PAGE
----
Abdu'l Baha : "Woodrow Wilson is indeed serving the Kingdom of God !"

With the recent news of Woodrow Wilson's name being removed from Princeton's School of Public Policy, it is worth reflecting on Bahá'ís' admiration for Wilson, an avowed foreign interventionist, imperialist, and Social Darwinist who spread racial segregation in the federal government.

With the recent news of Woodrow Wilson's name being removed from Princeton's School of Public Policy, it is worth reflecting on Bahá'ís' admiration for Wilson, an avowed foreign interventionist, imperialist, and Social Darwinist who spread racial segregation in the federal government, Wilson's legacy is still defended by the Bahá'í Administrative Order.
On September 22, 1912, during his tour of North America, 'Abdu’l-Bahá visited the home of William Jennings Bryan in Lincoln, Nebraska. William Jennings Bryan was not home at the time, however, as he was busy campaigning for Woodrow Wilson in whose administration he would serve as Secretary of State. 'Abdu’l-Bahá met his wife and daughter instead. Reports of a Wilson-Bahá'í connection began to circulate among American Bahá'ís during Wilson's term as President from 1913 to 1921.
On May 5, 1916, President Woodrow Wilson sent a telegram to the US National Bahá'í Convention expressing his "gratitude to all concerned." Wilsonian principles were lauded by 'Abdu'l-Bahá and Shoghi Effendi.
The White House, Washington, May 5, 1916. My dear Mr Hall, the telegram you sent me on behalf of Bahá'ís of America, assembled in annual convention, has given me the deepest gratification and I hope you will have an opportunity to express my gratitude to all concerned. Cordially and sincerely yours, /s/ Woodrow Wilson.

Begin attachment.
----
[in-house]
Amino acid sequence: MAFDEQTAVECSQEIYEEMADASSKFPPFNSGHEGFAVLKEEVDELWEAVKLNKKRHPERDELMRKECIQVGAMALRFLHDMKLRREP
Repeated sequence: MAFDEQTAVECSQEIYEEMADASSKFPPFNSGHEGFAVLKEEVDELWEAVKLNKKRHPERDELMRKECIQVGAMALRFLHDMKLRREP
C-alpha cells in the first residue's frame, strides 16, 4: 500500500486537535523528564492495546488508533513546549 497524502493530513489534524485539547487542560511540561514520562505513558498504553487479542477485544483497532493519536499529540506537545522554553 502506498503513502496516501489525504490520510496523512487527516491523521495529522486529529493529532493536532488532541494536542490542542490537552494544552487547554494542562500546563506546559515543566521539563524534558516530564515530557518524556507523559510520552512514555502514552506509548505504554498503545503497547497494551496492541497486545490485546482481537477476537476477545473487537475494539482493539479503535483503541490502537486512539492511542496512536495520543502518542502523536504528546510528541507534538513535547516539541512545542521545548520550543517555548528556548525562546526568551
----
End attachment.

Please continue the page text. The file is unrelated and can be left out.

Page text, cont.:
'Abdu’l-Bahá would later praise President Woodrow Wilson...
The President of the Republic, Dr. Wilson, is indeed serving the Kingdom of God for he is restless and strives day and night that the rights of all men may be preserved safe and secure, that even small nations, like greater ones, may dwell in peace and comfort, under the protection of Righteousness and Justice. This purpose is indeed a lofty one. I trust that the incomparable Providence will assist and confirm such souls under all conditions.
On December 25, 1938 Shoghi Effendi wrote a letter, later published as The Advent of Divine Justice addressed "to the beloved of God and the handmaids of the Merciful throughout the United States and Canada," describing the role of America in establishing the Most Great Peace. The work is divided into five parts. The fifth section provides some concluding remarks. Shoghi Effendi states that American Bahá’í's faithfulness to the Bahá’í Faith has potentiated the United States to establish the Most Great Peace. Shoghi Effendi comments on contemporary events, lamenting America's move away from Wilsonianism, "The ideals that fired the imagination of America’s tragically unappreciated President, whose high endeavors, however much nullified by a visionless generation, 'Abdu’l-Bahá, through His own pen, acclaimed as signalizing the dawn of the Most Great Peace, though now lying in the dust, bitterly reproach a heedless generation for having so cruelly abandoned them."

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